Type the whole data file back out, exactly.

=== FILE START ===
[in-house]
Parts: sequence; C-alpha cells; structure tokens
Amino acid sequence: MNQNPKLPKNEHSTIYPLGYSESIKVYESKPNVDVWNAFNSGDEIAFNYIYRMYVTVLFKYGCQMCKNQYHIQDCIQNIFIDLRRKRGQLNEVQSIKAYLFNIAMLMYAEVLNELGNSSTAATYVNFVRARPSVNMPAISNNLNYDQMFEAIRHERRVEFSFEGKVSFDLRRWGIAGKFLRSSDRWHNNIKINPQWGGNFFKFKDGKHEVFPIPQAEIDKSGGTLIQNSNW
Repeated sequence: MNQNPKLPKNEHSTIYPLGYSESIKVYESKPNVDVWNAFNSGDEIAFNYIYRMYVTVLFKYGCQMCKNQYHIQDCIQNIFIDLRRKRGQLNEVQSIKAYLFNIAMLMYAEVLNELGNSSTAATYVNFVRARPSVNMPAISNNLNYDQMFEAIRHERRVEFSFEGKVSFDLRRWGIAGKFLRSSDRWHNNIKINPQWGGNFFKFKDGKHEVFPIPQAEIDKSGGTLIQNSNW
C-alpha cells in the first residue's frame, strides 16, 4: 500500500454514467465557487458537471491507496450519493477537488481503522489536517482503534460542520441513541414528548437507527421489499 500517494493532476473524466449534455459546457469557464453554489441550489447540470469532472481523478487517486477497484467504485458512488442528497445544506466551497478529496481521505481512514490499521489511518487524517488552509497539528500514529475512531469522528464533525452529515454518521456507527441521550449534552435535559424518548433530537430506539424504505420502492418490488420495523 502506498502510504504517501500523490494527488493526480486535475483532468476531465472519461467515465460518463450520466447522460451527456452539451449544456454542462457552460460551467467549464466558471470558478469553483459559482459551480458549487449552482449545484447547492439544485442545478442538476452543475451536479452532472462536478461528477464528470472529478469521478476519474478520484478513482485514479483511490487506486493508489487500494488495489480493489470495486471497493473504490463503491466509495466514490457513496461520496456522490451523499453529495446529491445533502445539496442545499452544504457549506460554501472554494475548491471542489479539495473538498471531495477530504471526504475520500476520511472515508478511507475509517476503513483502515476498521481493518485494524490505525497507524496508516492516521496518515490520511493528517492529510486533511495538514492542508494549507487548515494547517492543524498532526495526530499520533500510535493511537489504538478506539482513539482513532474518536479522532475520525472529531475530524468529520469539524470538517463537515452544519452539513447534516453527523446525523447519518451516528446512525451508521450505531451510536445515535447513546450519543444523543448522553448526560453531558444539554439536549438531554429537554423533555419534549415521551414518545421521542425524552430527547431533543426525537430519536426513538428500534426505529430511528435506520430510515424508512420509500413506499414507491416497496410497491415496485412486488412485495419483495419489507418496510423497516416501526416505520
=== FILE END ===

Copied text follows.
[in-house]
Parts: sequence; C-alpha cells; structure tokens
Amino acid sequence: MNQNPKLPKNEHSTIYPLGYSESIKVYESKPNVDVWNAFNSGDEIAFNYIYRMYVTVLFKYGCQMCKNQYHIQDCIQNIFIDLRRKRGQLNEVQSIKAYLFNIAMLMYAEVLNELGNSSTAATYVNFVRARPSVNMPAISNNLNYDQMFEAIRHERRVEFSFEGKVSFDLRRWGIAGKFLRSSDRWHNNIKINPQWGGNFFKFKDGKHEVFPIPQAEIDKSGGTLIQNSNW
Repeated sequence: MNQNPKLPKNEHSTIYPLGYSESIKVYESKPNVDVWNAFNSGDEIAFNYIYRMYVTVLFKYGCQMCKNQYHIQDCIQNIFIDLRRKRGQLNEVQSIKAYLFNIAMLMYAEVLNELGNSSTAATYVNFVRARPSVNMPAISNNLNYDQMFEAIRHERRVEFSFEGKVSFDLRRWGIAGKFLRSSDRWHNNIKINPQWGGNFFKFKDGKHEVFPIPQAEIDKSGGTLIQNSNW
C-alpha cells in the first residue's frame, strides 16, 4: 500500500454514467465557487458537471491507496450519493477537488481503522489536517482503534460542520441513541414528548437507527421489499 500517494493532476473524466449534455459546457469557464453554489441550489447540470469532472481523478487517486477497484467504485458512488442528497445544506466551497478529496481521505481512514490499521489511518487524517488552509497539528500514529475512531469522528464533525452529515454518521456507527441521550449534552435535559424518548433530537430506539424504505420502492418490488420495523 502506498502510504504517501500523490494527488493526480486535475483532468476531465472519461467515465460518463450520466447522460451527456452539451449544456454542462457552460460551467467549464466558471470558478469553483459559482459551480458549487449552482449545484447547492439544485442545478442538476452543475451536479452532472462536478461528477464528470472529478469521478476519474478520484478513482485514479483511490487506486493508489487500494488495489480493489470495486471497493473504490463503491466509495466514490457513496461520496456522490451523499453529495446529491445533502445539496442545499452544504457549506460554501472554494475548491471542489479539495473538498471531495477530504471526504475520500476520511472515508478511507475509517476503513483502515476498521481493518485494524490505525497507524496508516492516521496518515490520511493528517492529510486533511495538514492542508494549507487548515494547517492543524498532526495526530499520533500510535493511537489504538478506539482513539482513532474518536479522532475520525472529531475530524468529520469539524470538517463537515452544519452539513447534516453527523446525523447519518451516528446512525451508521450505531451510536445515535447513546450519543444523543448522553448526560453531558444539554439536549438531554429537554423533555419534549415521551414518545421521542425524552430527547431533543426525537430519536426513538428500534426505529430511528435506520430510515424508512420509500413506499414507491416497496410497491415496485412486488412485495419483495419489507418496510423497516416501526416505520